Will the Relief Package have any real effect?

relief package
The inflation rate has been spiraling out of control affecting all segments of society as the prices of essential items keep on increasing. Daily wage earners, salaried workers, and businessmen are concerned about the rising prices as even basic items are starting to get beyond their reach.
The dream of ‘Naya Pakistan’ which Prime Minister Imran Khan showed us seems to a mere illusion. This has disappointed even ardent party supporters as the common faces the financial crunch. In the latest contingency measures, the federal cabinet has approved a Rs10 billion relief package to reduce the burden on the common man.
What is the relief package?
The federal cabinet has approved to a subsidy of Rs2 billion per month for a period of five months to Utility Stores Corporation to ensure the edible items of daily use are provided at affordable rates.
The relief package will help ensure availability of flour, sugar, rice, ghee pulses among other edible items at utility store outlets at reasonable rates.  The USC has been further directed that 20 kg flour bag should be sold at Rs800 while pulses at a rate 15 to 20 per cent lower than the market.
The government will also devise a strategy to keep a check on prices of essential edible items. It is also expected that relief package worth Rs5 billion will be provided before the advent of the holy month of Ramzan, while ration cards scheme will also be introduced.
Prices at utility stores
The government states that the relief package will affect hoarders and profiteers who have been blamed for the rising prices. The prime minister has vowed to action against these mafias responsible for the crisis.
The prices of pulses will be reduced by 15-20 percent per kilogram, a 20-kg bag of flour will cost Rs805, sugar at Rs70 per kilogram, and cooking oil will be sold at Rs175 per kilogram.
On the contrary, utility stores have increased the prices of ghee and sugar just a day after the prime minister’s directive. Sugar has been increased by two rupees per kilograms from Rs68 to Rs70 per kg, while ghee has been increased by five rupees to Rs175 per kg.
Rising inflation
The inflation rate in the month of January 2020 was recorded at 14.56 percent. This marked an increase since December last year when the inflation rate was 12.6 percent. The cost-push inflation pushed up the Consumer Price Index (CPI) to its highest level in the last nine months.
The inflation rate in January 2019 was 5.6 percent which implies that there has been a two-fold increase in the prices of essential items in the past year. The rise of petrol, gas, electricity, flour, sugar, ghee, oil, pulses, vegetables, poultry, meat, and other items have increased.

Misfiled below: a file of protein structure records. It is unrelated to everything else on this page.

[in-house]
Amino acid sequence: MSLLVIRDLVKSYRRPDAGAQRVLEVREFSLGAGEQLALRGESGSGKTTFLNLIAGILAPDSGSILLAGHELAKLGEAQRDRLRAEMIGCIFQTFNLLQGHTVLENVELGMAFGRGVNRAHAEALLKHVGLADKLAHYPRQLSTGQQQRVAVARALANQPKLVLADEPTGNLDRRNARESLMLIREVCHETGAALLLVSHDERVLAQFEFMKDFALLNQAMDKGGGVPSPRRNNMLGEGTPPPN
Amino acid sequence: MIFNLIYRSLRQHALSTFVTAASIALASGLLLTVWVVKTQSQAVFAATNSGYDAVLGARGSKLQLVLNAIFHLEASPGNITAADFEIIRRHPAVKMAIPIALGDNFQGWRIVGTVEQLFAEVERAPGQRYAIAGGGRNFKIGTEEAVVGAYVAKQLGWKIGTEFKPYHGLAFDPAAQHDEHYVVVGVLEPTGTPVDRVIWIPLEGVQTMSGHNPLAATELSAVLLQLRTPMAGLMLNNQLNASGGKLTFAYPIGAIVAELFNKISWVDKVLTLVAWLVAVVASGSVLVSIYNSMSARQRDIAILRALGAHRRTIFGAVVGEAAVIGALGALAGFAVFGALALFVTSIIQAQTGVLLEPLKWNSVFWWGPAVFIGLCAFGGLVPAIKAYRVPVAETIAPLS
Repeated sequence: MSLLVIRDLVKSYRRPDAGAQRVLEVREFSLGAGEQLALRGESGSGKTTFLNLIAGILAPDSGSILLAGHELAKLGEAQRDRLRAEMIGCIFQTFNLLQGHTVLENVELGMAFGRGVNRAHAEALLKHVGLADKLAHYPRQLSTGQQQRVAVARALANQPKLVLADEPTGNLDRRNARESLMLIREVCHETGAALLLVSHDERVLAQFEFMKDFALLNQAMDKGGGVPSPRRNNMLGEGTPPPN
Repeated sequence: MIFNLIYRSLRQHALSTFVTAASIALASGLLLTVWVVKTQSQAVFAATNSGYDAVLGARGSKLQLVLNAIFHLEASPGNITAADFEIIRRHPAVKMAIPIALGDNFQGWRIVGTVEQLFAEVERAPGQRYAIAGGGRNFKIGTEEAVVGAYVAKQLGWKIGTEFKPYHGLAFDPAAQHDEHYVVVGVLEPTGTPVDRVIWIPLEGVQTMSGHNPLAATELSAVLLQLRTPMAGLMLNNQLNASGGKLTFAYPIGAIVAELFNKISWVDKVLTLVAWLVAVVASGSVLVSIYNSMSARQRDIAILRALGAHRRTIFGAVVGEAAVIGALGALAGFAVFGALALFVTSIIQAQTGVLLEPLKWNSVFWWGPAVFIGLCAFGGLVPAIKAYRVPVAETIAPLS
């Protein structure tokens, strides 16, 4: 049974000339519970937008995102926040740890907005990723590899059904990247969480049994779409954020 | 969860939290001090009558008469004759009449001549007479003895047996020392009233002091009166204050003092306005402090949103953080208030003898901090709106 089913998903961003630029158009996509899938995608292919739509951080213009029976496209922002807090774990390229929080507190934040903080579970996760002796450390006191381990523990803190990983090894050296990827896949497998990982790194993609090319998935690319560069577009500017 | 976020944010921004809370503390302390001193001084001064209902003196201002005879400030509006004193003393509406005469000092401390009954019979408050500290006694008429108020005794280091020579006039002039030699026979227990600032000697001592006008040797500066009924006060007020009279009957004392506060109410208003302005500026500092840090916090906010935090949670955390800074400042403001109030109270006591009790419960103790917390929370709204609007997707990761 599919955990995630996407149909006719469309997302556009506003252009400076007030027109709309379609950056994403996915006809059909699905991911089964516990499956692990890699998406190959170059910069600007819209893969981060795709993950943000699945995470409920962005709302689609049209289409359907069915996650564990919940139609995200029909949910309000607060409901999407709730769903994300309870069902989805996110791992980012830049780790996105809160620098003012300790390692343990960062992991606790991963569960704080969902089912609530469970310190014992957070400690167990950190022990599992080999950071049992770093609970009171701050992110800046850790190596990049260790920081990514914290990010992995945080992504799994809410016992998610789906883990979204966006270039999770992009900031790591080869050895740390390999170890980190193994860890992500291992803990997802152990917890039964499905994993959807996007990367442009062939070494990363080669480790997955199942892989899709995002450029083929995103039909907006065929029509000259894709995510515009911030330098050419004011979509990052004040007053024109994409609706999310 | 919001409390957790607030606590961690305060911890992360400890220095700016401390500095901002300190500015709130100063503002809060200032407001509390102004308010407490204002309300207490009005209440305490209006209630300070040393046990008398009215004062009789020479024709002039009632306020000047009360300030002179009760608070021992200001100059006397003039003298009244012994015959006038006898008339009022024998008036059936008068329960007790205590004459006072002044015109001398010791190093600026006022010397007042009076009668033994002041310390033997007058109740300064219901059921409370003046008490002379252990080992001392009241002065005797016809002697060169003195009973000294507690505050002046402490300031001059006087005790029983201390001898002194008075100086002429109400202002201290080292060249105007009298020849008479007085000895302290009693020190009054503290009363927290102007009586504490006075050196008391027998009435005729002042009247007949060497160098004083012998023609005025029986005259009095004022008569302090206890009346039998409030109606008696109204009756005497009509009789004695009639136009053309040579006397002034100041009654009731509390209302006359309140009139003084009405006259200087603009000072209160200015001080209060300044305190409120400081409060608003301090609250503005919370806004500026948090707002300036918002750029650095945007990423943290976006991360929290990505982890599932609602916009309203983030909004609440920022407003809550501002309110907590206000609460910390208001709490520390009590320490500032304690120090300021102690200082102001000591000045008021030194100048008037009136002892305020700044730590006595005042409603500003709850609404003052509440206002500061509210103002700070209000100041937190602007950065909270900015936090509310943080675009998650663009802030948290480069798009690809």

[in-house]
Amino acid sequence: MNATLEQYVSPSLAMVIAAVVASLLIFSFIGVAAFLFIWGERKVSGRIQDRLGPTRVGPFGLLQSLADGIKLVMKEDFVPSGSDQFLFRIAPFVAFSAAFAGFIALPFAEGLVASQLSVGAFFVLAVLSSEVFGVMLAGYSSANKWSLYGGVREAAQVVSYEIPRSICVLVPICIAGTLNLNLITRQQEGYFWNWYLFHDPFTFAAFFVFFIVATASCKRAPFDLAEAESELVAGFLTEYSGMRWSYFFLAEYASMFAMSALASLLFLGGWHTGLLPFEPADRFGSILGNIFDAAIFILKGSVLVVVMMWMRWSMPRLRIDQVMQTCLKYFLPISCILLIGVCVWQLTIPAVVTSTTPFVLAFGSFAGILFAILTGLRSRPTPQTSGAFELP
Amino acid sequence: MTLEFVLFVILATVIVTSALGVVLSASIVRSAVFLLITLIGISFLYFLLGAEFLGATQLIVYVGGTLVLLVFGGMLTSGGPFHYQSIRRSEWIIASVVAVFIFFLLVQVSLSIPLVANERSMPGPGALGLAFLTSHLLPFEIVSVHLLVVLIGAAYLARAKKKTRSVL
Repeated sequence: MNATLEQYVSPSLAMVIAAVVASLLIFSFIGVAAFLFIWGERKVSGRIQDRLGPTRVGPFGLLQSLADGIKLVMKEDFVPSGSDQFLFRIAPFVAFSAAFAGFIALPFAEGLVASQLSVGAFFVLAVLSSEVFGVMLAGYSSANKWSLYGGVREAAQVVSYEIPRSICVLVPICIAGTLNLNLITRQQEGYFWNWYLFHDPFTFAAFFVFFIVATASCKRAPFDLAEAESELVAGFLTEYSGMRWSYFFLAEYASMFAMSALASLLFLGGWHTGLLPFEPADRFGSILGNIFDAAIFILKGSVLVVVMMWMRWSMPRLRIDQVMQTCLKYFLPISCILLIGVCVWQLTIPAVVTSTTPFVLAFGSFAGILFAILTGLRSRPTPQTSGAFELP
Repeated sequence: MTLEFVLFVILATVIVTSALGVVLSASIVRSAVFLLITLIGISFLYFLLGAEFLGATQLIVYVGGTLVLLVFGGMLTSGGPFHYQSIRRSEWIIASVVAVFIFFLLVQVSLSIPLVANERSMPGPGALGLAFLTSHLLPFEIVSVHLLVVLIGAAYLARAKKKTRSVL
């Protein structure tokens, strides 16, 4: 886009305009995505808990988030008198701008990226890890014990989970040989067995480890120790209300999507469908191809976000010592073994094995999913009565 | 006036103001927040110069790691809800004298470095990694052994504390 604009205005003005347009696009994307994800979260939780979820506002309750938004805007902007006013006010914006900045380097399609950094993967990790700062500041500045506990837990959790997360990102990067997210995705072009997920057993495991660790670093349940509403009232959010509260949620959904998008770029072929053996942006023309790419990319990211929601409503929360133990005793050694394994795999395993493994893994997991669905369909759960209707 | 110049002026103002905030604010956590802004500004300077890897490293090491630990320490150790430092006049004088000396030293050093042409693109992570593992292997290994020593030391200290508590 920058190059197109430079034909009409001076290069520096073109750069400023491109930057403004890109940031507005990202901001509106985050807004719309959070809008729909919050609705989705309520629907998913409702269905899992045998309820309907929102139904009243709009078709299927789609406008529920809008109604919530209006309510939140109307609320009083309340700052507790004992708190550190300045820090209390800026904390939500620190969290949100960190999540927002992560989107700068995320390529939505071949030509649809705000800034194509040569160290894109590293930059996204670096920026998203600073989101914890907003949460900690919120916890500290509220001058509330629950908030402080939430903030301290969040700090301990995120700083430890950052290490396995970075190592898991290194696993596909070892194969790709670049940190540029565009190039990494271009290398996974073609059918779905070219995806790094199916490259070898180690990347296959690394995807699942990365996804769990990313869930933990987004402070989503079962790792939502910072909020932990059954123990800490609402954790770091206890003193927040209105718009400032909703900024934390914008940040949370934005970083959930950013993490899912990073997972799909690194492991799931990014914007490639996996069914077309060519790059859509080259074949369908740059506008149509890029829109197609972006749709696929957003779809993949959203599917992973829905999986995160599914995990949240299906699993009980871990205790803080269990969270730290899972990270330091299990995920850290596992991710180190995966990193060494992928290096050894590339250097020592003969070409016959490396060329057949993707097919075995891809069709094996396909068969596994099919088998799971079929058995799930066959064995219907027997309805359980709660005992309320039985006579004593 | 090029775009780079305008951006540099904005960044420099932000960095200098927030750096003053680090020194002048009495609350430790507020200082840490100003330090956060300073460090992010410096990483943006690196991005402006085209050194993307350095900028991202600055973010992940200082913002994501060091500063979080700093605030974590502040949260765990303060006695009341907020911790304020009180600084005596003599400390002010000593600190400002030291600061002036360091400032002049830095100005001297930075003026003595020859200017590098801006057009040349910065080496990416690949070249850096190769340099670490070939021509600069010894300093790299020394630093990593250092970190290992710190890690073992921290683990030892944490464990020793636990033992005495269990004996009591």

Price of essential items
The wholesale rate of sugar has increased by six rupees to Rs80 per kilogram, while the commodity has witnessed an increase five rupees in the open market and is being sold at Rs85 per kg. The price of a 2.5 kg can of cooking oil have been increased by Rs24.
Fourteen other essential items have been increased. The price of garlic has increased by 11 percent in the past one week, while broiler chicken increased by Rs5 per k. The price of wheat flour increased by seven percent in January, Moong dal (pulses) 19.74 percent, Channa dal 18 percent, chicken 17.3 percent, wheat 12.63 percent, tomatoes 156 percent, onion 125 percent, potatoes 87 percent and fresh vegetable rose by 93 percent.
Will utility stores provide relief?
There are 5,939 outlets of the Utility Stores Corporation in 63 districts of Pakistan. This indicates that the relief package is temporary and a short-term measure for a country with population of 220 million where still one-third of the population lives in abject poverty.
The government needs to come with a comprehensive and long-term strategy to deal with the rising prices. This economic crisis has an artificial crisis in which influential hoarders and profiteers are taking advantage of the situation to earn a quick buck but the common man has been reeling.
The government has targeted the lower income groups with the relief package. Most people who purchase their groceries from general stores will not receive any benefit. Also the number of people affected by the economic crisis is so vast that Rs10 billion worth package is insufficient.
This package is unlikely to provide any real relief. Utilities stores are avoided as they have long queues, substandard and inferior quality items, and empty shelves are often witnessed.
How much relief per capita?
A relief package worth Rs10 million implies that a person will receive a relief package of Rs68.15 only. This is insignificant and is unlikely to make any impact in the life of a common man.
On the contrary, the public will have to face long queues to gains essential items just to save a few rupees. The cost of transport will offset the benefit gained by buying cheaper items.
Real relief
The relief package is likely to be rejected by the masses as the subsidies given to utility stores have no real meaning. The government should instead announce a much bigger package so that positive effects can be witnessed.
The public want prices to decrease at general stores and not just confined to utility stores. The artificial inflation should be curtailed by dealing with hoarders and profiteers with an iron hand.
The local government and district administration should ensure that essential items are being sold at official rates. The subsidy for five months will have no real impact. You would save Rs400 only for buying household groceries worth Rs5000.
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